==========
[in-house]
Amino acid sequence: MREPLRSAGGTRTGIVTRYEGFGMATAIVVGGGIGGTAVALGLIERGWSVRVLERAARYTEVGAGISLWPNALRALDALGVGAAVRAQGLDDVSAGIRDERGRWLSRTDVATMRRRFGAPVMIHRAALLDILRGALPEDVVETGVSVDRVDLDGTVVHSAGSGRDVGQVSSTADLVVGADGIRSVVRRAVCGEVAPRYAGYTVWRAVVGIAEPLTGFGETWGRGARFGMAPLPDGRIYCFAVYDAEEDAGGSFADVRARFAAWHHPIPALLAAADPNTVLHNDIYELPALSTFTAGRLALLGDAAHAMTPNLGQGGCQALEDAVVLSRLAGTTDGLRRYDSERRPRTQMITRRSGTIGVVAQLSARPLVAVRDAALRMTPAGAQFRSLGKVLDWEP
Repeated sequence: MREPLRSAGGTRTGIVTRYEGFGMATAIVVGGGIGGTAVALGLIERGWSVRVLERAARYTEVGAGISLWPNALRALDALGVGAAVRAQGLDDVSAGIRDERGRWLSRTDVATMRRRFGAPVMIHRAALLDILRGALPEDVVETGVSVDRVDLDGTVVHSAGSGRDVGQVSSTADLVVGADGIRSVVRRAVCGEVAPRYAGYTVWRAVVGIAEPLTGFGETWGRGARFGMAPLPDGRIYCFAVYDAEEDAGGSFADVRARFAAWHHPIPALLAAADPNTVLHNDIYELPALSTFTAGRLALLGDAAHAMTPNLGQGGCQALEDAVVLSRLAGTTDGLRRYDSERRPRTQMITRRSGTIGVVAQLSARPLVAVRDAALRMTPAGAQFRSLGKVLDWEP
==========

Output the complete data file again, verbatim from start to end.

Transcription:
[in-house]
Amino acid sequence: MREPLRSAGGTRTGIVTRYEGFGMATAIVVGGGIGGTAVALGLIERGWSVRVLERAARYTEVGAGISLWPNALRALDALGVGAAVRAQGLDDVSAGIRDERGRWLSRTDVATMRRRFGAPVMIHRAALLDILRGALPEDVVETGVSVDRVDLDGTVVHSAGSGRDVGQVSSTADLVVGADGIRSVVRRAVCGEVAPRYAGYTVWRAVVGIAEPLTGFGETWGRGARFGMAPLPDGRIYCFAVYDAEEDAGGSFADVRARFAAWHHPIPALLAAADPNTVLHNDIYELPALSTFTAGRLALLGDAAHAMTPNLGQGGCQALEDAVVLSRLAGTTDGLRRYDSERRPRTQMITRRSGTIGVVAQLSARPLVAVRDAALRMTPAGAQFRSLGKVLDWEP
Repeated sequence: MREPLRSAGGTRTGIVTRYEGFGMATAIVVGGGIGGTAVALGLIERGWSVRVLERAARYTEVGAGISLWPNALRALDALGVGAAVRAQGLDDVSAGIRDERGRWLSRTDVATMRRRFGAPVMIHRAALLDILRGALPEDVVETGVSVDRVDLDGTVVHSAGSGRDVGQVSSTADLVVGADGIRSVVRRAVCGEVAPRYAGYTVWRAVVGIAEPLTGFGETWGRGARFGMAPLPDGRIYCFAVYDAEEDAGGSFADVRARFAAWHHPIPALLAAADPNTVLHNDIYELPALSTFTAGRLALLGDAAHAMTPNLGQGGCQALEDAVVLSRLAGTTDGLRRYDSERRPRTQMITRRSGTIGVVAQLSARPLVAVRDAALRMTPAGAQFRSLGKVLDWEP